Tension high as Hebron deal looms
Monday 30 December 1996
Goldstein, an American-born settler, was beaten to death by angry worshippers nearly three years ago after massacring 29 Muslims at prayer in what the Arabs revere as the Ibrahim Mosque and the Jews as the tomb of their Patriarchs.
On the brink of an Israeli redeployment in Hebron, the last West Bank city under occupation, he remains a symbol for both communities - a heroic martyr to many of the 450 settlers, the ultimate oppressor to the 150,000 Palestinians.
Under an agreement expected to be sealed this week, Israel will hand over 85 per cent of Hebron to Yasser Arafat's Palestinian Authority. The Cordoba school, which draws its 205 pupils from all over the city, will remain within the Jewish enclave, under Israeli military rule, as will 15,000 Palestinian residents.
A red, white, black and green Palestinian flag flies defiantly from the window of the headmistress's office on a rocky hillside overlooking Beit Hadassah, the settler stronghold five minutes' walk from the disputed burial site of Abraham, the common ancestor of Arab and Jew. The headmistress, Firyal Abu Haykal, is emphatic: her school will not move.
"This school," she says, "belongs to the Palestinian Authority. It will continue to belong to the Palestinian Authority. The settlers curse our children, they beat them, they throw stones at them. But we have no choice but to stay."
But will the parents continue sending their daughters? "The authority has barred our pupils from transferring to other schools on the Palestinian side of town," Mrs Abu Haykal said. "They won't be accepted. I brought three of my own children here, aged 7, 13 and 14. All the parents I've talked to say they will make the same sacrifice."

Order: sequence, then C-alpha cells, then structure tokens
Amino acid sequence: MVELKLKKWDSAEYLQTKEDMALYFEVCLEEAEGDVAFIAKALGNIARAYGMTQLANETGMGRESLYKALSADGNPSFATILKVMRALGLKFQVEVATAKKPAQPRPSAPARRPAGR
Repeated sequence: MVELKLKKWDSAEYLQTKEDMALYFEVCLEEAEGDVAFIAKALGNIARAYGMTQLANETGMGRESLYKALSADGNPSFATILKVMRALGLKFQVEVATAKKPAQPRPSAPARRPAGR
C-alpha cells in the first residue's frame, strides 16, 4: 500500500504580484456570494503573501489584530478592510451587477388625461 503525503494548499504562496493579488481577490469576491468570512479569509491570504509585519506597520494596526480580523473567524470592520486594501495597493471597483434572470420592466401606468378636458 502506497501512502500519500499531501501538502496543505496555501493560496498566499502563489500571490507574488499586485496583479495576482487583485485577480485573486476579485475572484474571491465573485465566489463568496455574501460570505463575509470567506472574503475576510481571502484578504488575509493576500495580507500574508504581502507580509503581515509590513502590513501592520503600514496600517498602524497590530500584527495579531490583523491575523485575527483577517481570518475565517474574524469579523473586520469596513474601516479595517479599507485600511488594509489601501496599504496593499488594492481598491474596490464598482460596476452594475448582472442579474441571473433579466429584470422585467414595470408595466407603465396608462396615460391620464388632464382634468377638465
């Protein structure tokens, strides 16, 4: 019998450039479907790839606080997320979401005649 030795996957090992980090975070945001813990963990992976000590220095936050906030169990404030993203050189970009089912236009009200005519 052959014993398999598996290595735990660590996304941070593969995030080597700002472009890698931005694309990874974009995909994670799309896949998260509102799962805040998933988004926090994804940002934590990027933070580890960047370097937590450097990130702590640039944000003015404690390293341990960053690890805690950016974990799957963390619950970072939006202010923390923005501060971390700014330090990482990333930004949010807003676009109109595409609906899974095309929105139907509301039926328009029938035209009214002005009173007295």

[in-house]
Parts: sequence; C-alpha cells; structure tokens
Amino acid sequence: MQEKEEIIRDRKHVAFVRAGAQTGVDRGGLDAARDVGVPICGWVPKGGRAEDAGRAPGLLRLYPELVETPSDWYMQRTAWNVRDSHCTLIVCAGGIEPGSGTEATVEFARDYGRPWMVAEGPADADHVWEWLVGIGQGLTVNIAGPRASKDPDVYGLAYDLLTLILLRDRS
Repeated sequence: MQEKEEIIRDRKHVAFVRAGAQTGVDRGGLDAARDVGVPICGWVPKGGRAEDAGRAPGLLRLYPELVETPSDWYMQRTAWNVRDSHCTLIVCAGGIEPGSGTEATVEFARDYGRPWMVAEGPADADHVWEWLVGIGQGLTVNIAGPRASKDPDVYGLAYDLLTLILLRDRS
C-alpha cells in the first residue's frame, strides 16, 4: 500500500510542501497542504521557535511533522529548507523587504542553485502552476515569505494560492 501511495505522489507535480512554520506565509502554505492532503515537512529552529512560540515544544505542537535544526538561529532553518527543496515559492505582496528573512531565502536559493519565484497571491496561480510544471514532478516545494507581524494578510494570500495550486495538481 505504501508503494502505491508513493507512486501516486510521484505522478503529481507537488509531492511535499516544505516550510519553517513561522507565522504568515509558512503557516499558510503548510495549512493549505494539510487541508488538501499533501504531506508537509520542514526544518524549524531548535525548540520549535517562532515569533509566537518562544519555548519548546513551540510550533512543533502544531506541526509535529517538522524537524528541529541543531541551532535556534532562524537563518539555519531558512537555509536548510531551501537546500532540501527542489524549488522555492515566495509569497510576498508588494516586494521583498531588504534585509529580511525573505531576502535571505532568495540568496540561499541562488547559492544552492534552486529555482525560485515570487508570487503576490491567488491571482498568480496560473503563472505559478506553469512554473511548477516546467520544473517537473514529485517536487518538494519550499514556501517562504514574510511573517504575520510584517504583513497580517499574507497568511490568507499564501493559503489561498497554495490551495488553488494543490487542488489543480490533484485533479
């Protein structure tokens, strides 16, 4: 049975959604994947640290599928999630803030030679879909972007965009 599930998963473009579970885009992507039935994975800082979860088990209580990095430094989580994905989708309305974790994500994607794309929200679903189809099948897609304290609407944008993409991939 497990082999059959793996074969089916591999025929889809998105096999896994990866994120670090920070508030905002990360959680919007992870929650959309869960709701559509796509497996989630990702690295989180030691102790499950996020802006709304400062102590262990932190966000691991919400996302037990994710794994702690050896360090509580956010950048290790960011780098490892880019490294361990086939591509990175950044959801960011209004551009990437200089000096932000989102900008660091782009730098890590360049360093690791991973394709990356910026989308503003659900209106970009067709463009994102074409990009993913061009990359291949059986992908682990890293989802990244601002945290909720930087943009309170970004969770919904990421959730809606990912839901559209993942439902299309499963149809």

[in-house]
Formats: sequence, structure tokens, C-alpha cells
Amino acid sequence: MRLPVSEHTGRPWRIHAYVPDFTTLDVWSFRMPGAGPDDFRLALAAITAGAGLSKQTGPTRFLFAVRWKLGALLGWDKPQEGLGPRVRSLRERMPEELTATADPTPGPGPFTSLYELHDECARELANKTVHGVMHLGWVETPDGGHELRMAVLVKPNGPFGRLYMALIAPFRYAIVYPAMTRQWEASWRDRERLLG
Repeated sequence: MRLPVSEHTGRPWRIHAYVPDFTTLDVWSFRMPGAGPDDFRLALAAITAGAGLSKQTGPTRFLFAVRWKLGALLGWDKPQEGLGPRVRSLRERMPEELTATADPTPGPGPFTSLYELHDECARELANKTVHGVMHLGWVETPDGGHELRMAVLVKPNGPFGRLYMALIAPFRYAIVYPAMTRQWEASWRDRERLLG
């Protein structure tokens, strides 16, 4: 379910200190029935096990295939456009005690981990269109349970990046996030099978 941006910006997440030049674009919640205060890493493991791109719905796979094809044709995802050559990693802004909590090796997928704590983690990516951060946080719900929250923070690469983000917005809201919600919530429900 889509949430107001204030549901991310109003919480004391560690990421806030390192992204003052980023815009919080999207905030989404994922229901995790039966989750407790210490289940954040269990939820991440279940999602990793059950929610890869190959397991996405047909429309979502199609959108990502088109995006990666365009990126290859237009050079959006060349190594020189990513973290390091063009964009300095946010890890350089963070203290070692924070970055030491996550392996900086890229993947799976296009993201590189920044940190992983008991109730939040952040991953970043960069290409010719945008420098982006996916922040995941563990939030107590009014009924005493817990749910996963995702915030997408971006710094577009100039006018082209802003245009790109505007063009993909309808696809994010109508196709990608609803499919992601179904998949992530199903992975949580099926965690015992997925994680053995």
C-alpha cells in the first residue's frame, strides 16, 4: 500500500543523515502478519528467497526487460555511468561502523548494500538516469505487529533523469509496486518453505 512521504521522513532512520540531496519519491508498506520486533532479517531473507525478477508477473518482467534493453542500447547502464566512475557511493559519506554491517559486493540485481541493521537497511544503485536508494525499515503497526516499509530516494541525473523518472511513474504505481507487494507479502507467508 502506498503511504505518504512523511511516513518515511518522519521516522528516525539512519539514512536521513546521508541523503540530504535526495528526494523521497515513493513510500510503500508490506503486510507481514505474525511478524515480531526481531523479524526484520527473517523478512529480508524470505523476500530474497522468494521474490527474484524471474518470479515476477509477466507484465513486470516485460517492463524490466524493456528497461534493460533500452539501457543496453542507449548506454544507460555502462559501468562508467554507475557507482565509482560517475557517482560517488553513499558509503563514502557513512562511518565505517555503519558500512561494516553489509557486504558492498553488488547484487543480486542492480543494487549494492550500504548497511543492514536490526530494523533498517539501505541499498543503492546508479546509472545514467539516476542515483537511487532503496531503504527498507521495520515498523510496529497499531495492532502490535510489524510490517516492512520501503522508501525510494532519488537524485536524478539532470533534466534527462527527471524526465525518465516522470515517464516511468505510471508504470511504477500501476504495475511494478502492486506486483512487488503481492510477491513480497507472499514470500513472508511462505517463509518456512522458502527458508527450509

Like many of the Palestinians who are standing their ground among the settlers, Mrs Abu Haykal does not see, perhaps does not want to see, redeployment as the last word.
"I believe the final goal of the Oslo agreement is to end the occupation. Eventually, it will come to an end. We've waited 30 years. Why not wait another five?" Below the Cordoba school, Arab labourers are building an extra storey on a settler yeshiva seminary. In a nearby coffee shop, Yusuf Sharabati, a 70-year-old in a black and white chequered kefiyeh, says he is angry with them, but can't bring himself to interfere. "They have to live," he admitted, "and we have no work for them".
In the fruit and vegetable market between the yeshiva and the mosque, Arab traders are worried that they will soon have no customers. "Business is very bad already," said Muhammad Rajabi. "People are afraid to come to this area because of the police and the settlers. It will be worse after the redeployment. We shall have to move."
Up to 2,000 sympathisers came to reinforce the Hebron settlers over the Sabbath, but most of them had left yesterday. The city was frozen in uncertainty. Arab youths lobbed a couple of ineffective petrol bombs at Israeli checkpoints.
The Jews, like the Arabs, are still unconvinced that anything is going to change. "There isn't going to be a withdrawal," said Moshe Ben-Zimra, a settler leader.
Last night, the Israeli Defence Minister, Yitzhak Mordechai, met Mr Arafat in an attempt to resolve the problems before the New Year.
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